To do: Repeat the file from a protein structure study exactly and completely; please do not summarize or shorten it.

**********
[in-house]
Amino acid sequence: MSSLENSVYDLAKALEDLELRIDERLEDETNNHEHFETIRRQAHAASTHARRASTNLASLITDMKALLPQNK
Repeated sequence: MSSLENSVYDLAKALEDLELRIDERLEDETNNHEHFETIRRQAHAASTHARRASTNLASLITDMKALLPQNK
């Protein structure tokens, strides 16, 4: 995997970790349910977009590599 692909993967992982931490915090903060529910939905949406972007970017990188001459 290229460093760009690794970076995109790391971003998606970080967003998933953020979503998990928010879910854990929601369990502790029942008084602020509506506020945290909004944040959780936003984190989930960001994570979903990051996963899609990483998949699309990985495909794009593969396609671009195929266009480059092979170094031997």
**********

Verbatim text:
[in-house]
Amino acid sequence: MSSLENSVYDLAKALEDLELRIDERLEDETNNHEHFETIRRQAHAASTHARRASTNLASLITDMKALLPQNK
Repeated sequence: MSSLENSVYDLAKALEDLELRIDERLEDETNNHEHFETIRRQAHAASTHARRASTNLASLITDMKALLPQNK
């Protein structure tokens, strides 16, 4: 995997970790349910977009590599 692909993967992982931490915090903060529910939905949406972007970017990188001459 290229460093760009690794970076995109790391971003998606970080967003998933953020979503998990928010879910854990929601369990502790029942008084602020509506506020945290909004944040959780936003984190989930960001994570979903990051996963899609990483998949699309990985495909794009593969396609671009195929266009480059092979170094031997």